Originally from Hong Kong, Walter came to Canada at an early age and transitioned through several occupations before finding his way to social work. Working in treatment programs for violent offenders, Walter found his niche and this led to an MSW based on the researching the organizational and policy dynamics of criminal justice programming. After the MSW, he worked in the mental health system, the realities of which came as quite a shock to Walter. He started his PhD at the University of Manitoba in 2013 with an interest in social movement leadership. Walter is currently a PhD Candidate in social work.
Active in the community, Walter is currently a member of the National Network for Mental Health, the West Coast Mental Health Network, and Alberta Network for Mental Health, as well as the Mood Disorders Association of Manitoba, where he sits on the board. Walter also volunteers for Greenpeace, and he participates with Divest U Winnipeg, the American Indian Movement, and Manitoba Energy Justice Coalition.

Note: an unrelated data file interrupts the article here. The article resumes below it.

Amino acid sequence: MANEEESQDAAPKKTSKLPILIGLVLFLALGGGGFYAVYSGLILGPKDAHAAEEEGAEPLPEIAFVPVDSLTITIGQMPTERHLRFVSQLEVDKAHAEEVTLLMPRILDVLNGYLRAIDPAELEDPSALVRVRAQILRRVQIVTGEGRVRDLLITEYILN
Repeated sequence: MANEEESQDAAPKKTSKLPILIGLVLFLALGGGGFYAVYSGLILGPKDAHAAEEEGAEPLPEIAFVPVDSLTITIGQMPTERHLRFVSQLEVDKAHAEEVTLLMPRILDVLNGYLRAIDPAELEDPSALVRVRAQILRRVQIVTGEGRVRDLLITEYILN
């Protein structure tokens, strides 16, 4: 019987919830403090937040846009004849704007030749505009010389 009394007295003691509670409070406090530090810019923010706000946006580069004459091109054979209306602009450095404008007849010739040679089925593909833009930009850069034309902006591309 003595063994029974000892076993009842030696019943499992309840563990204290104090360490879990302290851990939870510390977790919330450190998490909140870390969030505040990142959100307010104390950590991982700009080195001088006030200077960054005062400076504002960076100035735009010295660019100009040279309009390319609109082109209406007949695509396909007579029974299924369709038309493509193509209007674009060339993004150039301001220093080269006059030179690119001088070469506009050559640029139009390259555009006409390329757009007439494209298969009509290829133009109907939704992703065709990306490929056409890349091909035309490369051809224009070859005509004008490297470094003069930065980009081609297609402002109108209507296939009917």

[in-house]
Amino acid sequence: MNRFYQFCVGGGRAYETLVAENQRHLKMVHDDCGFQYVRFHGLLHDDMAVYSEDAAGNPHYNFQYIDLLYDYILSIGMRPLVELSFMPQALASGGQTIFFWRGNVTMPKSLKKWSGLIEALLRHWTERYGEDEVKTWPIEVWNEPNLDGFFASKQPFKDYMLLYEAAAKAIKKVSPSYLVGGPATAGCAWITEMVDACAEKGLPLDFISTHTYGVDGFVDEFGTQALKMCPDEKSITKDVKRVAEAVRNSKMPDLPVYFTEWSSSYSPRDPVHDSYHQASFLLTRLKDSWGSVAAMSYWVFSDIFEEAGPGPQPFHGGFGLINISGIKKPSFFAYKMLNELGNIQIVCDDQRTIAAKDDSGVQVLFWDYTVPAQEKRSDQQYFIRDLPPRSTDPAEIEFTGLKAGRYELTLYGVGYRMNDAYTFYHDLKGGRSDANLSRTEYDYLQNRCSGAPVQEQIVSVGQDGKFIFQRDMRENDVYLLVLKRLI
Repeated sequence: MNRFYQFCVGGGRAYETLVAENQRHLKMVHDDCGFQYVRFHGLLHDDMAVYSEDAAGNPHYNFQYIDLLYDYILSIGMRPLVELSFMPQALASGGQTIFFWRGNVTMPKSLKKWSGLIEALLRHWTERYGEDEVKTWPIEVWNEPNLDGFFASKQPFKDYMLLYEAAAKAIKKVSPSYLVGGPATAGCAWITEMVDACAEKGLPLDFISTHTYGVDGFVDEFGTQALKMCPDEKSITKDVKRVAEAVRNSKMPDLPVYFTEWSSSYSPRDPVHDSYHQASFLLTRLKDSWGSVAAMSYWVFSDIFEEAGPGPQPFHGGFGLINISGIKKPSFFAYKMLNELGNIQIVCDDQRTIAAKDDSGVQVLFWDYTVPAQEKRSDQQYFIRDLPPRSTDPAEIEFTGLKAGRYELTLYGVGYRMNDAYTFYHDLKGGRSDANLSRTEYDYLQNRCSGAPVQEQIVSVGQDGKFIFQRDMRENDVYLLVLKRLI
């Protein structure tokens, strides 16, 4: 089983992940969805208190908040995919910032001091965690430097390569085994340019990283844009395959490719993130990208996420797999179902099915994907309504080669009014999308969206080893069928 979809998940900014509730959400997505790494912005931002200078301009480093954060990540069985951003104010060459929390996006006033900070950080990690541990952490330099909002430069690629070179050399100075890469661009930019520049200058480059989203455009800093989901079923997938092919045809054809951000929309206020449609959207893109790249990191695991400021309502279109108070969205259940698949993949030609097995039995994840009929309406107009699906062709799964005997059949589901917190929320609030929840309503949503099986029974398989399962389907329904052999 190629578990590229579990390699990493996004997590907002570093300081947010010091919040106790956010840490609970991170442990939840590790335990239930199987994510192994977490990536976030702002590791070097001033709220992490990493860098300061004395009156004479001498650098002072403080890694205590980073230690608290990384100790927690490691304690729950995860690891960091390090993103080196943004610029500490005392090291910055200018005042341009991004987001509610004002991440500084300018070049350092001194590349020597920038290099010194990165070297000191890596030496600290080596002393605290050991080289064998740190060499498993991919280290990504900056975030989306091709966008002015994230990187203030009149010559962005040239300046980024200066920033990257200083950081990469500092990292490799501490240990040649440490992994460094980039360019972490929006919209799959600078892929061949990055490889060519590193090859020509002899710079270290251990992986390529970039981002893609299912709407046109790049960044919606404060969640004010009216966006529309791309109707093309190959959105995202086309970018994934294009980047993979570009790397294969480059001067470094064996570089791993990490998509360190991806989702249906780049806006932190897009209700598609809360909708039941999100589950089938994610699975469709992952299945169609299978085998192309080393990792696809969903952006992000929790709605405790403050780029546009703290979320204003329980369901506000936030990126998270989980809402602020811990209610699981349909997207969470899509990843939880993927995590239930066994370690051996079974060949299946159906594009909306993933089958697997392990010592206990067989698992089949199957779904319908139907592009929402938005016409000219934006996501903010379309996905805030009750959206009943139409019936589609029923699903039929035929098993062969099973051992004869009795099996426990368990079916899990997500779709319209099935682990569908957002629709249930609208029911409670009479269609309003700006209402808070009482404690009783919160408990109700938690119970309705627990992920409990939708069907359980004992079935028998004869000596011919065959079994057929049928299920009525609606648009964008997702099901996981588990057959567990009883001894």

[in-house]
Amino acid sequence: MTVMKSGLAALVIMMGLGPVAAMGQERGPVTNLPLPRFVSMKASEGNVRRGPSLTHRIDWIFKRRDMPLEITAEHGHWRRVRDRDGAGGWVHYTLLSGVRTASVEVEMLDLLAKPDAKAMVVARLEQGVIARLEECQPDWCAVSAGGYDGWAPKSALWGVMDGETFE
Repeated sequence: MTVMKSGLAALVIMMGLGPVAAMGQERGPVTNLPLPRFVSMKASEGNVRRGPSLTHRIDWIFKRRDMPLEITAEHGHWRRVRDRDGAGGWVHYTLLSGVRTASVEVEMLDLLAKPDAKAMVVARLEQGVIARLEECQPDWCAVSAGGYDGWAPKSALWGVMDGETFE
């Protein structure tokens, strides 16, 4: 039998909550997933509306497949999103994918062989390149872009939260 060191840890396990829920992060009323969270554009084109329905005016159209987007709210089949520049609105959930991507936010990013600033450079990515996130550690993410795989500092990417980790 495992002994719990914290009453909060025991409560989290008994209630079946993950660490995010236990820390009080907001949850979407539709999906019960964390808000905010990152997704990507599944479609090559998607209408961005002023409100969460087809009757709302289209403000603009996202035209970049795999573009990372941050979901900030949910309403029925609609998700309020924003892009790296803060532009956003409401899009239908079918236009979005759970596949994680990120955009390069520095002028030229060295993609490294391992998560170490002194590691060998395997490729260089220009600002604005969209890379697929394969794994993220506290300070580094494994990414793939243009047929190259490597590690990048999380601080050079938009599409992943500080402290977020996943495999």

Walter is the recipient of the Graduate Students' Association PhD Award and is currently funded through the University of Manitoba Graduate Fellowship.
Walter's doctoral project is developing a grounded theory of leadership practices within a social movement. It specifically examines the leadership practices of the psychiatric consumer and survivor movement in three Canadian cities: Vancouver, Calgary, and Winnipeg. The intent of the research is to compare "real life" practice of leadership with extant social movement theory, and provide a knowledge base for leadership and strategic decision making for both the psychiatric consumer and survivor movement and other allied progressive movements.